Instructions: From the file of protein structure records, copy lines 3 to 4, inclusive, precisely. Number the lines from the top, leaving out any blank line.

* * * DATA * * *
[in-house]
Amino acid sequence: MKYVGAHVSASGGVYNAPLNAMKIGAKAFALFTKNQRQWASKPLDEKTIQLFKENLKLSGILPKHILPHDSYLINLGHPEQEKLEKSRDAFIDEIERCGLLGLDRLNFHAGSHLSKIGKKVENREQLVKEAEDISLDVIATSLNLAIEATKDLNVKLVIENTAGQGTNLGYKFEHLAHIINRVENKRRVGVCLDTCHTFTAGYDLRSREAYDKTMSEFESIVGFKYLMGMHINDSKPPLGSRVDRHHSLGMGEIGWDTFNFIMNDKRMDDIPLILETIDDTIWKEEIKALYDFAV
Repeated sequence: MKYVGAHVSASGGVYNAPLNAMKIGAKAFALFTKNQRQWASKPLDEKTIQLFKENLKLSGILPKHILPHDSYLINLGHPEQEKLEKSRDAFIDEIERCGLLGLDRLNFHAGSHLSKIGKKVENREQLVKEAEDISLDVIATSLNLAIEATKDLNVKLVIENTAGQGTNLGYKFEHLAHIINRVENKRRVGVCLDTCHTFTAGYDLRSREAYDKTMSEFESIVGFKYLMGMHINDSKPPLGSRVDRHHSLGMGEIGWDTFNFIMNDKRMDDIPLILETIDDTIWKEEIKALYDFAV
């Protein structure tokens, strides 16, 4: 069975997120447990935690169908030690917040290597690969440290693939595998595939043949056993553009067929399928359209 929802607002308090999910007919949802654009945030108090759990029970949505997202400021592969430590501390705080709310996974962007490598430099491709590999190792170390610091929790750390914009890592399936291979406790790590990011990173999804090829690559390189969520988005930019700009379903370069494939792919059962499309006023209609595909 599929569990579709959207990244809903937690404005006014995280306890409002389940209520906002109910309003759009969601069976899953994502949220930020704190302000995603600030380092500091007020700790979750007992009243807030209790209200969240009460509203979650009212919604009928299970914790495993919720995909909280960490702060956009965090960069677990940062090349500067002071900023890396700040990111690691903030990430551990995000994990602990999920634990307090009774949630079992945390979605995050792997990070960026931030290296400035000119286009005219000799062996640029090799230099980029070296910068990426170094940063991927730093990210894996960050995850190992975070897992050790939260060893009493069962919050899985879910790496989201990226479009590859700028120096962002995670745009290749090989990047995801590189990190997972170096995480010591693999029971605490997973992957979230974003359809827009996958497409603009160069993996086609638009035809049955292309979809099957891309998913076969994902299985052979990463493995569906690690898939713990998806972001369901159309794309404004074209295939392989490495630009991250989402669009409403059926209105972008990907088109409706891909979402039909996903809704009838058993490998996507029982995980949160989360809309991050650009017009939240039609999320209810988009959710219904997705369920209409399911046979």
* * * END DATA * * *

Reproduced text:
Repeated sequence: MKYVGAHVSASGGVYNAPLNAMKIGAKAFALFTKNQRQWASKPLDEKTIQLFKENLKLSGILPKHILPHDSYLINLGHPEQEKLEKSRDAFIDEIERCGLLGLDRLNFHAGSHLSKIGKKVENREQLVKEAEDISLDVIATSLNLAIEATKDLNVKLVIENTAGQGTNLGYKFEHLAHIINRVENKRRVGVCLDTCHTFTAGYDLRSREAYDKTMSEFESIVGFKYLMGMHINDSKPPLGSRVDRHHSLGMGEIGWDTFNFIMNDKRMDDIPLILETIDDTIWKEEIKALYDFAV
């Protein structure tokens, strides 16, 4: 069975997120447990935690169908030690917040290597690969440290693939595998595939043949056993553009067929399928359209 929802607002308090999910007919949802654009945030108090759990029970949505997202400021592969430590501390705080709310996974962007490598430099491709590999190792170390610091929790750390914009890592399936291979406790790590990011990173999804090829690559390189969520988005930019700009379903370069494939792919059962499309006023209609595909 599929569990579709959207990244809903937690404005006014995280306890409002389940209520906002109910309003759009969601069976899953994502949220930020704190302000995603600030380092500091007020700790979750007992009243807030209790209200969240009460509203979650009212919604009928299970914790495993919720995909909280960490702060956009965090960069677990940062090349500067002071900023890396700040990111690691903030990430551990995000994990602990999920634990307090009774949630079992945390979605995050792997990070960026931030290296400035000119286009005219000799062996640029090799230099980029070296910068990426170094940063991927730093990210894996960050995850190992975070897992050790939260060893009493069962919050899985879910790496989201990226479009590859700028120096962002995670745009290749090989990047995801590189990190997972170096995480010591693999029971605490997973992957979230974003359809827009996958497409603009160069993996086609638009035809049955292309979809099957891309998913076969994902299985052979990463493995569906690690898939713990998806972001369901159309794309404004074209295939392989490495630009991250989402669009409403059926209105972008990907088109409706891909979402039909996903809704009838058993490998996507029982995980949160989360809309991050650009017009939240039609999320209810988009959710219904997705369920209409399911046979």